More HDB resale flats sold in April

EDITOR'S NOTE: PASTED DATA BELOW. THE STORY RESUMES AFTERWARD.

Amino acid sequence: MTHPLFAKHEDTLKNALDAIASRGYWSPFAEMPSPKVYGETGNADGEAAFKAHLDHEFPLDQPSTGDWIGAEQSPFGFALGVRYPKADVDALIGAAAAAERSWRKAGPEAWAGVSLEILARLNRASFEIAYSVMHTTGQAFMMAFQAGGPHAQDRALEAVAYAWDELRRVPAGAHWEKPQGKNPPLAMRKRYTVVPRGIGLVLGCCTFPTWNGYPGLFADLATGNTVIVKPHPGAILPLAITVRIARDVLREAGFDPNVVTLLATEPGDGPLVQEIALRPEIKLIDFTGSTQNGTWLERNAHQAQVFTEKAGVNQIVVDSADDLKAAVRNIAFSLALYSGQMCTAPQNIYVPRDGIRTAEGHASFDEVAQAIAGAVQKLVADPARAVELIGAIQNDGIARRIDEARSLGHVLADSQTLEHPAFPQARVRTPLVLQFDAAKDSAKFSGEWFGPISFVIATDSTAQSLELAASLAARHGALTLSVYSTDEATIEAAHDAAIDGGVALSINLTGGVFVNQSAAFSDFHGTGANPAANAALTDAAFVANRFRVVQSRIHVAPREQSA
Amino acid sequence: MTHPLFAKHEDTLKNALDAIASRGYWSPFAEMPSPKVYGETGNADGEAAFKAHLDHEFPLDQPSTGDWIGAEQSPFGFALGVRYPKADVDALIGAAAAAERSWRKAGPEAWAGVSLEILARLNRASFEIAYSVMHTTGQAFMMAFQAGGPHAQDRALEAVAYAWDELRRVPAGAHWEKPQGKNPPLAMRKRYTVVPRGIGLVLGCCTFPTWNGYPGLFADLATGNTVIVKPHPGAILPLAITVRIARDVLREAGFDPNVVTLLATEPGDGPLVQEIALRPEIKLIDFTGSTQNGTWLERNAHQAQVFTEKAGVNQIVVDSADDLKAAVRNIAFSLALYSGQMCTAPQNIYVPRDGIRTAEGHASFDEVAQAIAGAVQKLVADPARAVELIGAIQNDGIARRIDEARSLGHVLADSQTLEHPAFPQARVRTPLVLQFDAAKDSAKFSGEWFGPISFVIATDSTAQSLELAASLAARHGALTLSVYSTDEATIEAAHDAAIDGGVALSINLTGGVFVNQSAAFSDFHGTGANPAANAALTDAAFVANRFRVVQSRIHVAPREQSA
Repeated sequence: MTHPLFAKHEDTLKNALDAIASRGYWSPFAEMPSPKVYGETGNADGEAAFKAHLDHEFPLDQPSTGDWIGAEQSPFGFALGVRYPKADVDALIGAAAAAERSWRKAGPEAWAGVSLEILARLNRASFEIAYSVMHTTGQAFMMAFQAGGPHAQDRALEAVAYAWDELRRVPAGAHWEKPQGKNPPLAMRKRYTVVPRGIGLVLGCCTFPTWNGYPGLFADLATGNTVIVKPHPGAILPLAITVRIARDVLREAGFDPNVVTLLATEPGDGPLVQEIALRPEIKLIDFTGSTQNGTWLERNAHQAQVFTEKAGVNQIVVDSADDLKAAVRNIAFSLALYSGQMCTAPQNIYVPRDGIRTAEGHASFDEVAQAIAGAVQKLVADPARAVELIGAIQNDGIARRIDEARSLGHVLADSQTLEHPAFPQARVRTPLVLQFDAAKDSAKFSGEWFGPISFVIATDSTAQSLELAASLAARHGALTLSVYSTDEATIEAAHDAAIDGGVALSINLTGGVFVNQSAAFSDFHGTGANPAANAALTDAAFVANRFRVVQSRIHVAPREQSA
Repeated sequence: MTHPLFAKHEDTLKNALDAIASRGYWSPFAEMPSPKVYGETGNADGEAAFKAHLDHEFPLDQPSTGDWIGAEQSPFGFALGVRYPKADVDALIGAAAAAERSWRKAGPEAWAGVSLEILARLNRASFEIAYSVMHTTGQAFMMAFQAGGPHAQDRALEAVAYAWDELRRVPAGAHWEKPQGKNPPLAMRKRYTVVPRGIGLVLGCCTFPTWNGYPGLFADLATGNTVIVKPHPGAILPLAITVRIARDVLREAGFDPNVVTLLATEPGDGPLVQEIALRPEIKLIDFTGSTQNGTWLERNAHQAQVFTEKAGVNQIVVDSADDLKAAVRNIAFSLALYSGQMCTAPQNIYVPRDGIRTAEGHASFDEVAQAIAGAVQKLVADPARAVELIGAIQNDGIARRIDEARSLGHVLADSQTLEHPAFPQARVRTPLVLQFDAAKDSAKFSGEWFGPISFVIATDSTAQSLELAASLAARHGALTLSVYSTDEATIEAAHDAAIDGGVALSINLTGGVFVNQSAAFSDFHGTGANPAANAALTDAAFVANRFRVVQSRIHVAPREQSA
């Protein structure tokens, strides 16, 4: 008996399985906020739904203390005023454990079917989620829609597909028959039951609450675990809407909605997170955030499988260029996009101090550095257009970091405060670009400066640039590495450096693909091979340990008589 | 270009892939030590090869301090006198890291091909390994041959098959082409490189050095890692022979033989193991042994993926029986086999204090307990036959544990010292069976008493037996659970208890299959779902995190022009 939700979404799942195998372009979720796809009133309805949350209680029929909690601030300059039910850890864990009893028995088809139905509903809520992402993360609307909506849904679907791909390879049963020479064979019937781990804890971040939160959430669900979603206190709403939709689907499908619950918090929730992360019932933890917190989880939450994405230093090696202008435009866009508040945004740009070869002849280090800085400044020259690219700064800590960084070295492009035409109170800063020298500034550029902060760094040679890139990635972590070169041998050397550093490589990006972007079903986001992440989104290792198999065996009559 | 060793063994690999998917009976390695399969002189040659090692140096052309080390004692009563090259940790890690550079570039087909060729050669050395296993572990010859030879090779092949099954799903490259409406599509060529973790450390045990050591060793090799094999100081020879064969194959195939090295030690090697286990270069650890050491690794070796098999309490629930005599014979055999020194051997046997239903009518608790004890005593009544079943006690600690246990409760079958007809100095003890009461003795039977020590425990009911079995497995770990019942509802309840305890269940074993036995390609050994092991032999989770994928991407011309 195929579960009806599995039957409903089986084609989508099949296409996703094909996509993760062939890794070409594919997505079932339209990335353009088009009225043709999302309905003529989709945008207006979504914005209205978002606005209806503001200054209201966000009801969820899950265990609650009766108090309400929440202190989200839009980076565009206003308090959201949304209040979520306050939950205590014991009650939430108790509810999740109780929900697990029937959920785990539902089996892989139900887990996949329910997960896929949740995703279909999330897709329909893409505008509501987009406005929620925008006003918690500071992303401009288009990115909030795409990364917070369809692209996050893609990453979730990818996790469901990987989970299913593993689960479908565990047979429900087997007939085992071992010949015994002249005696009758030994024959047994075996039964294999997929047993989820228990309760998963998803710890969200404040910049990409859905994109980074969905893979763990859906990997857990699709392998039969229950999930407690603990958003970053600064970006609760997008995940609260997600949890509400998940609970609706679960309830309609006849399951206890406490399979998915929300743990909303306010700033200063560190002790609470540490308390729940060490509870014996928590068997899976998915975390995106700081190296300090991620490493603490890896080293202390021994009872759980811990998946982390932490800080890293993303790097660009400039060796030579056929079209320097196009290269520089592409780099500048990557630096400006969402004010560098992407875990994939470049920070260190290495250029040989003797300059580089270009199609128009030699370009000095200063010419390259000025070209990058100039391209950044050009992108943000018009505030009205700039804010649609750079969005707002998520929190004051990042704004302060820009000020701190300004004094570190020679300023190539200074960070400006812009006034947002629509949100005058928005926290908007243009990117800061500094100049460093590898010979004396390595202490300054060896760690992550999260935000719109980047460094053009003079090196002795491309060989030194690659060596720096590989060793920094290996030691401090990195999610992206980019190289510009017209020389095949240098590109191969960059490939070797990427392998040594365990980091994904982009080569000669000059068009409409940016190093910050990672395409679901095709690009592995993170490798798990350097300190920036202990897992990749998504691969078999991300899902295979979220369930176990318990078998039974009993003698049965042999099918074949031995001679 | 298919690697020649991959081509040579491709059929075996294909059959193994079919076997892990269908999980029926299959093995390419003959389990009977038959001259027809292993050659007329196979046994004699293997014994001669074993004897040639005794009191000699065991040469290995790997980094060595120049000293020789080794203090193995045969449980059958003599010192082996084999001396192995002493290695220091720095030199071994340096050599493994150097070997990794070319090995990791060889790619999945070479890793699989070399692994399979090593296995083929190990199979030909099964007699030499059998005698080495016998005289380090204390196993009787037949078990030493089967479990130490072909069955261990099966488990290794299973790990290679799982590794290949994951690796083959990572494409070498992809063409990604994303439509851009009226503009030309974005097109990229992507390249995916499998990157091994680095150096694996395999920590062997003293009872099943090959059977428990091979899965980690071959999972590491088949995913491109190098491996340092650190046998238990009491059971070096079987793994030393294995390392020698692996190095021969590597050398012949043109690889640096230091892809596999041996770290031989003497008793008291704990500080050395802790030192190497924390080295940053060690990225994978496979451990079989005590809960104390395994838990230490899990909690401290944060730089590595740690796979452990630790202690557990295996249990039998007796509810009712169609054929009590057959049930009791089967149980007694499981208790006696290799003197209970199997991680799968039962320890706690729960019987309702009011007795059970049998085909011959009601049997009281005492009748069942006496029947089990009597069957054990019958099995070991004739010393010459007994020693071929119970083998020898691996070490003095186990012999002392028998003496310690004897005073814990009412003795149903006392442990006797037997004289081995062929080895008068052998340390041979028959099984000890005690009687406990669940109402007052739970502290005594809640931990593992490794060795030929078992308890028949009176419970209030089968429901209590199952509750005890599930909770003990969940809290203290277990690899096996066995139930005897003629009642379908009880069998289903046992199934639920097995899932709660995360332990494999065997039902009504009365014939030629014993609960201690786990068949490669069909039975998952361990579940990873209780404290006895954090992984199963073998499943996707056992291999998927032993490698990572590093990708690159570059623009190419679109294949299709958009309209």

The volume of Housing Board (HDB) resale flats rose by 16.5 per cent last month, while prices eased slightly. According to flash estimates, 1,931 resale flats were sold last month, up from 1,657 transactions the month before. Last month's volume also marked a 4.3 per cent increase compared with April last year. The increase in sales is within expectation, as there are many flats reaching their five-year minimum occupation period this year, making them eligible for resale. The increase could also be caused by a seasonal effect, as housing activities usually ramp up from the second quarter of the year. The flash estimate also showed a 0.4 per cent dip in last month's resale prices, compared with March. This was a 0.6 per cent slide down from April last year and a 14 per cent drop from the peak in April 2013. Mature estates recorded a year-on-year price decrease of 1.4 per cent, while prices for non-mature estates remained stagnant. When compared with figures from March, mature estates saw a 0.7 per cent drop in prices, while non-mature estates had a price decrease of 0.1 per cent. The price dip in mature estates could also be attributed to a general price weakness of older flats in such estates.